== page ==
The ability to listen is by far the greatest tool in your bag of tricks for being able to communicate with others. Being a good listener does two things: It helps you better evaluate the content of the conversation, and it shows the person you are communicating with that you are truly interested in him and what he has to say.
This realization will cause him to open up and reveal information that he wouldn't have, had you not demonstrated that you were interested. He will be a lot more open to your ideas when he finds out that you are interested in his as well.
A person spends more time using his listening skills than any other kind of ability. This ability to be a good listener will determine your success in life. It is really that important! Listening is a skill that takes work and practice to develop.
What does it take to really understand the content of the conversation? Real listening is not a passive act, but an active process that has three basic parts.
It's more than just hearing, though hearing is a part of listening. You can hear noises and not know what they are or even what they mean. But understanding the meaning of a noise is the important point in communication.
Sometimes when a person talks, especially when one speaks rapidly in a monotone, it sounds like a motor running and the listener tends to drift off and tune out. In that case, the listener would be hearing a noise, but not understanding any meaning.
The objective is to develop understanding. I want to learn from what I hear. I can do that by asking questions: “Did I hear you say…” and, “Should I understand that to mean…” This approach gives you a broader view of what the speaker is really trying to convey, rather than just writing it off as something that I have heard before and pigeon-holing it accordingly.
Many times I have written off something someone said only to realize too late that it was information that I did not understand fully, and let the opportunity slip by to do anything about it. Therefore, it is important to give it much thought while the person you are communicating with is still there to help you understand it fully. In order to be a good communicator, you must carefully think about what the other person is talking about. Taking notes helps me understand what the speaker is saying.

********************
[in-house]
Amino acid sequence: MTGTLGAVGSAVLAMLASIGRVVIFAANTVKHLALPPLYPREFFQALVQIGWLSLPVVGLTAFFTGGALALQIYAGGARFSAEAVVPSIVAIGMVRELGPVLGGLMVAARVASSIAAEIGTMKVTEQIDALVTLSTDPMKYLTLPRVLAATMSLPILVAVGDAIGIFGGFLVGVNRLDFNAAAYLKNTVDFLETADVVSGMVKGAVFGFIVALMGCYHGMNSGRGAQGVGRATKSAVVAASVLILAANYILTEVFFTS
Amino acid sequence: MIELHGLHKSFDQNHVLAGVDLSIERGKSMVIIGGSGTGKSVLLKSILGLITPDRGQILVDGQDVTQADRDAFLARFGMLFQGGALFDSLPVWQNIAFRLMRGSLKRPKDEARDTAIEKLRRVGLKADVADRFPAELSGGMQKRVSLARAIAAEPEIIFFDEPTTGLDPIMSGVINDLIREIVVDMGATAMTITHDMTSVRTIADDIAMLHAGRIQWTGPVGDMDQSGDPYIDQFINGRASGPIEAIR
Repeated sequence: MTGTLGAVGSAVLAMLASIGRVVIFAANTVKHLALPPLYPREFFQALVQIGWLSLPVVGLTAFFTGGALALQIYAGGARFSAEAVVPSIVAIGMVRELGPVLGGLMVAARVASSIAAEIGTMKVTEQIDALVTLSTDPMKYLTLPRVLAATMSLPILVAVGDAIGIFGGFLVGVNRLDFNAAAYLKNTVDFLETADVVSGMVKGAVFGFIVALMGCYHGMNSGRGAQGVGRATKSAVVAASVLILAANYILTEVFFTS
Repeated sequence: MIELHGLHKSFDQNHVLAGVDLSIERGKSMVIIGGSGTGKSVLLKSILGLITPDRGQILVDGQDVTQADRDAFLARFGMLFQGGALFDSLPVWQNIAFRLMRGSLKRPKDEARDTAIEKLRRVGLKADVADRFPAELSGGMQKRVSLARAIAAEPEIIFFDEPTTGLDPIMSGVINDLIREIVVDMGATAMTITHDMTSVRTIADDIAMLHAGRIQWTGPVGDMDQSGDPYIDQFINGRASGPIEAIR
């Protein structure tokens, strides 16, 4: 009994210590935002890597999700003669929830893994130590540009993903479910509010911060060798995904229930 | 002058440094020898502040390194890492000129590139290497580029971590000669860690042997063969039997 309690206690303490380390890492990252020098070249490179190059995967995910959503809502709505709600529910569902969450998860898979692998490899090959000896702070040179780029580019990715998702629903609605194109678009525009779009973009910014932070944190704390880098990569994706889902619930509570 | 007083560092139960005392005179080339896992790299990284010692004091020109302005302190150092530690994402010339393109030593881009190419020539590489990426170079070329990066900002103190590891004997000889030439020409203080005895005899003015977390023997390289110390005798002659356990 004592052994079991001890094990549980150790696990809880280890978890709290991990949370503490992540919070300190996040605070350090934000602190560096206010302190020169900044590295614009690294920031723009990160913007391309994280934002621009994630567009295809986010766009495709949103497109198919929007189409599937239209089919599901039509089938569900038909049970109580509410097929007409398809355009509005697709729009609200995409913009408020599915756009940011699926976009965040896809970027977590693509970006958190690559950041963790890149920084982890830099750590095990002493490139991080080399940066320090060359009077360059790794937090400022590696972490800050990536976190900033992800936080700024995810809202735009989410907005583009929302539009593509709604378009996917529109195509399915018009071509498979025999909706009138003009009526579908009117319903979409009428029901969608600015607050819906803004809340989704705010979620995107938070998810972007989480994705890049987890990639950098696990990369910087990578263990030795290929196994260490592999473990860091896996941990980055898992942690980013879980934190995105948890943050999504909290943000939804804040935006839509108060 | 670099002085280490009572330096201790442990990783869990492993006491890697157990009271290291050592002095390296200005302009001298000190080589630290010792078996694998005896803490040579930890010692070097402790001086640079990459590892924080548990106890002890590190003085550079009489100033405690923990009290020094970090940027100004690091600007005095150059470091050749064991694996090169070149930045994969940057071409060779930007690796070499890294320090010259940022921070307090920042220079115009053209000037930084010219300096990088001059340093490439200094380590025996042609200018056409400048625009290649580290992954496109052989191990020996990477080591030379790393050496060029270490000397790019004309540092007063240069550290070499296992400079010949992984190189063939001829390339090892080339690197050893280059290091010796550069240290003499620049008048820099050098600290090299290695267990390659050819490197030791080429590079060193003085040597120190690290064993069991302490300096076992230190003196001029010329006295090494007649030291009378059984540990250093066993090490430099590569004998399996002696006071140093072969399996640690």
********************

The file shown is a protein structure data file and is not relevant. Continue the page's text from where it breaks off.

In a conversation, you want to win the other person over to your point of view. However, in order to achieve that goal, you must first put yourself in a neutral, nonbiased position showing the subject that you are carefully evaluating his position on the issue.
Your body language is extremely important. If you are not interested in what the other person is saying, he will sense that immediately. Sit up straight and look directly at the speaker. Now and then, nod to show that you understand. Look the person in the eye and not at other things around the room or out the window.
Concentrate on what he is saying. Show your intensity with facial expressions. Smile when he is talking about pleasant things, laugh at the jokes, and show sadness and remorse at the appropriate times. These reactions are all ways to let the speaker know that you are really listening. Remember that you listen with your face as well as with your ears. When you catch yourself wandering off, change your position and rededicate your concentration to him only.
Don't interrupt the one talking. Let him finish his point before asking questions. You will have an opportunity to ask questions at some point, even if it is at the close of the discussion. Make sure that you understand the point before asking the question. It's less embarrassing when it appears that you have thought out your question and that you understand his point first. You sure don't want him to think that you were not listening when he fully explained that point earlier.
Listen for the main points or ideas in the discussion. The main ideas are the most important points the speaker wants to get across. They may be mentioned at the start or end of the presentation, and repeated a number of times throughout the discussion. Pay close attention to statements that begin with phrases such as “My point is...” or “The thing to remember is...”
Don't agree or disagree, but encourage the train of thought. Avoid an argument at all cost. When you sense that things are getting tense, try to defuse the moment by allowing time between your answers and his questions. This approach gives you time to think about what you are about to say and helps calm the situation down. An argument needs a rapid fire atmosphere to continue. When you speak, talk softly and in a calm manner.
Being an effective listener is a must for leadership skills, is the element of conversation that makes for good social skills, and is the key for interacting with others in most business circles.
Be a good listener! It will pay big dividends.
Ron Willis owns Masonry Estimating and Consulting Services (www.meacs.com). He can be reached at 817-822-8595 firstname.lastname@example.org.